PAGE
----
Human Resources

As an employee in the LSU System, you have access to a wide range of privileges and benefit programs.

This Web site can assist you in understanding not only the variety of options at your disposal, but also the types of contributions you need to make, and the requirements you have to meet in order to achieve your goals.


Term Life Insurance

What is Term life Insurance?

Term life insurance provides affordable coverage during the term of the policy. Term policies provide death-benefit-only protection; they have no cash value or added savings feature. Term insurance is the most affordable life insurance you can buy. Term insurance may be the best option if you need to “stretch” your insurance dollars during times of high protection needs, such as paying outstanding debts, college tuition or mortgage payments in the event that you die. Term polices may also be a good investment if you need additional life insurance to supplement permanent life insurance. Keep in mind that premiums are lowest when you are young and increase with age.

When and How Do I Enroll?

You may enroll within 30 days of your employment or eligibility for coverage. Simply complete the enrollment card and return it to your Human Resource Management Office.

If you wait past your first 30 days of employment, you may enroll as a late applicant but will have to complete an Evidence Of Insurability Form and be underwritten and approved for coverage. Simply complete the Evidence of Insurability form and return it to your Human Resource Management Office. ING will contact you directly regarding any further steps that may need to be taken before a decision is made.

How Much Will This Plan Cost Me?

Calculate the amount of your payroll deduction using the premium rate table on the attached enrollment form. Your premium is based on your age (and your spouse’s age) and the amount of coverage purchased. The premium rate changes to the next high rate as you reach each new age bracket.

Long-Term Care Insurance

Why Do I Need Long-Term Care Insurance?

  • Over 12 million people in the United States need long-term care. (1)
  • Two out of five Americans receiving long-term care are under age 65. (2)
  • The size of the population age 65 or older is projected to double over the next 30 years, growing to 70 million by 2030. (3)
  • Because women generally outlive men by several years, they face a 50 percent greater likelihood than men of entering a nursing home after age 65. (4)
  • Women face a 50% higher risk simply because they live longer. (4)
  • 40% of Americans receiving long-term care are under age 65. (2)

Many conditions can result in the need for ongoing care, including arthritis, heart disease and mental impairment, as well as, stroke and trauma. In fact, stroke is a leading cause of serious, long-term disability in the United States. (5)

Americans who need long-term care have more choices today. Many are able to remain in their homes and still receive the care they need. Only 12% of people who need long-term care are in nursing homes or other institutional facilities. (6)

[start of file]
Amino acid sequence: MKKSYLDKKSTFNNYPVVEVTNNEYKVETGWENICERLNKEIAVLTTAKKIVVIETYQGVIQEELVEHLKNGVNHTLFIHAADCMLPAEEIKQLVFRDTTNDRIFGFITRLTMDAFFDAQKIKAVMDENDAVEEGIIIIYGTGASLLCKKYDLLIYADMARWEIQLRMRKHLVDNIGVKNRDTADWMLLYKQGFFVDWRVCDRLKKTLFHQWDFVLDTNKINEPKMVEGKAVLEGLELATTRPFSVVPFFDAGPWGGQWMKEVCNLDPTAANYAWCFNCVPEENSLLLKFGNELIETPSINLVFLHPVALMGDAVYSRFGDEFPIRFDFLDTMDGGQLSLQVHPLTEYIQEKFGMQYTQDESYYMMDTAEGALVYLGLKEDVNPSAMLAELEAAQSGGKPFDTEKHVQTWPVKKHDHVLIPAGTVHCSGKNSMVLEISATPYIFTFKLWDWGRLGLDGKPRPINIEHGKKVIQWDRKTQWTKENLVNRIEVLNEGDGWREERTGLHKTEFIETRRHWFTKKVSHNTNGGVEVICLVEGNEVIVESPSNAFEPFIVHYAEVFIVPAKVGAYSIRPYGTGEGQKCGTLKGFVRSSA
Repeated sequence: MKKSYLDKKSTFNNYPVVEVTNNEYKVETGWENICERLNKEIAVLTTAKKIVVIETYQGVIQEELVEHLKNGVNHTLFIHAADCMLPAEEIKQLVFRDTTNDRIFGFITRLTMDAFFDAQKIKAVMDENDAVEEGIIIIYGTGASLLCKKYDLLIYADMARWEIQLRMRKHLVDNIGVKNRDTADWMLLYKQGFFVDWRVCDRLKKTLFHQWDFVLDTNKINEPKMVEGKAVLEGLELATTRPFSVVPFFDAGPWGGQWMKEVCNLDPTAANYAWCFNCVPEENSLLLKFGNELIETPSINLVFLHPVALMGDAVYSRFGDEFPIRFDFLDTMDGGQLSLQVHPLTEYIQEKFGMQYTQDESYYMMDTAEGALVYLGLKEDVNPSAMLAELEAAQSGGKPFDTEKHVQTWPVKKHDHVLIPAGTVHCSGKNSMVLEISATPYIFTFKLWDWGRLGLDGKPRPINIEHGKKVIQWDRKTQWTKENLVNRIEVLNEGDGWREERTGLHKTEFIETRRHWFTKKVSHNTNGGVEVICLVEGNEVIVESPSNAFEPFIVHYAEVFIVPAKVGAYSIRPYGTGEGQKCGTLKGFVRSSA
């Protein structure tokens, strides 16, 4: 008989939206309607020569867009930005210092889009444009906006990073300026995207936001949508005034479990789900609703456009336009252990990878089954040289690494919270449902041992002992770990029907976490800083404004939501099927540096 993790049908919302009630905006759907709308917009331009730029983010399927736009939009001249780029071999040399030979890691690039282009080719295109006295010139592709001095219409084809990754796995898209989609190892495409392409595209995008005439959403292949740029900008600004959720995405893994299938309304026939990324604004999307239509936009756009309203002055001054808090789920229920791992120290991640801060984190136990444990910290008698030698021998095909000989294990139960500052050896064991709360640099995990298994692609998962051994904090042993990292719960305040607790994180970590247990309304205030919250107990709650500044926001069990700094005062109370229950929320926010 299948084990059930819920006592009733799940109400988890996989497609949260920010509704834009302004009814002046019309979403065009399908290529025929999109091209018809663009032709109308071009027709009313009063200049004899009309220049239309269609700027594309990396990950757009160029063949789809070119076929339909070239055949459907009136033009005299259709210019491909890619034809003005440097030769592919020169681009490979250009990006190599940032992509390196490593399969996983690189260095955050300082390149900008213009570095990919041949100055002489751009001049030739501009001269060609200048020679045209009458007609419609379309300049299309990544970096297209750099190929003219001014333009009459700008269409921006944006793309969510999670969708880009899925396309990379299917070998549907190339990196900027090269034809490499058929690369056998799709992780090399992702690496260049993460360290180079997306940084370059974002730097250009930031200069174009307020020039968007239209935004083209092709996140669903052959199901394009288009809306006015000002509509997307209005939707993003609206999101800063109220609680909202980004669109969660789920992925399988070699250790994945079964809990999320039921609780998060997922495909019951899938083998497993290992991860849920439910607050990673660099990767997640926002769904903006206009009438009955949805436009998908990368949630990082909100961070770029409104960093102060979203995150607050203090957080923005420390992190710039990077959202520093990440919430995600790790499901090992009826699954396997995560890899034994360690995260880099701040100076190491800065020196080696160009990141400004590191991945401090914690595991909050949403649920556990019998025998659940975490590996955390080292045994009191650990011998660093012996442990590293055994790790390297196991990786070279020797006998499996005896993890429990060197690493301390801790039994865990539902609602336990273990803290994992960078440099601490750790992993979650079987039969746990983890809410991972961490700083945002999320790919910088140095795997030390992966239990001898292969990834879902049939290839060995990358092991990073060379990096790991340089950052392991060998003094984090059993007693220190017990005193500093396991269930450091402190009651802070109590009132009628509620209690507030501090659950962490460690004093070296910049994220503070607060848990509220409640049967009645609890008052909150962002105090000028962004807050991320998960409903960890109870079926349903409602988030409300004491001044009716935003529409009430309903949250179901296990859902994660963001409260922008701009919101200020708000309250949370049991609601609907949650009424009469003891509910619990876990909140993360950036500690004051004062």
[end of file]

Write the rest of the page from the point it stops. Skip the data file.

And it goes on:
If you became disabled for any reason and couldn’t live independently, how would you pay for the care you need? The financial impact of long-term care is significant, no matter where it is provided, and government programs don’t always pay for services:

  • As a national average, a year in a nursing home is estimated to cost more than $46,000. In some regions, it can cost twice that amount.7 Bringing an aide into your home just three times a week to help with dressing, bathing, preparing meals, and similar household chores can easily cost $12,000 a year. (8)
  • Expenditures for nursing home care and home health care totaled $117.1 billion in 1998. Of that amount, Medicare accounted for 18%, Medicaid 39%. Almost 30% (over $35 billion) was paid out-of-pocket by individuals. (9)
  • The average cost of nursing home care in the U.S. is roughly $46,000 a year, and in some parts of the country, it’s even higher. (7)
  • Nationwide, home care costs average $12,000 a year. (8)

Here’s the most important reason to purchase Long-Term Care insurance: it’s an effective way to help you remain independent for as long as possible when you are disabled.

Statistics are the projection of the author and were not developed by UnumProvident.

  1. The Henry J. Kaiser Family Foundation, Fact Sheet #2186, “Medicaid’s Role in Long-Term Care”, March, 2001.
  2. Health Insurance Association of America (HIAA), “Guide to Long-Term Care Insurance,” © 2002.
  3. U.S. Census Bureau, “National Population Projections” (Accessed 4/24/2002.)
  4. HIAA, “Guide to Long-Term Care Insurance,” © 2002.
  5. 2002 Heart and Stroke Statistical Update, American Heart Association.
  6. The Henry J. Kaiser Family Foundation, Fact Sheet #2186, “Medicaid’s Role in Long-Term Care,” March 2001.
  7. HIAA, “Guide to Long-Term Care Insurance,” © 2002.
  8. HIAA, “Guide to Long-Term Care Insurance,” © 2002.
  9. “Long Term Care,” by Natalie Graves Tucker, Enid Kassner, Faith Mullen, and Barbara Coleman, AARP Public Policy Institute, May 2000.

When Can I Enroll in This Plan?

You may enroll within 30 days of your employment or eligibility for coverage for both yourself and your spouse – guaranteed issue. You may enroll your parents and grandparents as well, but they will have to undergo medical underwriting and be approved for coverage.

If you enroll after your first 30 days of employment or eligibility, you will have to submit Evidence of Insurability and be approved for coverage.

Please contact your HR Benefits Representative for enrollment information into this plan.

If I Leave LSU, Can I Take This Plan With Me?

Yes, this coverage is portable if you leave LSU; however, you must submit the portability paperwork within 30 days from your loss of coverage in order to be approved.

Contact your HRM Benefits Representative for Portability Paperwork.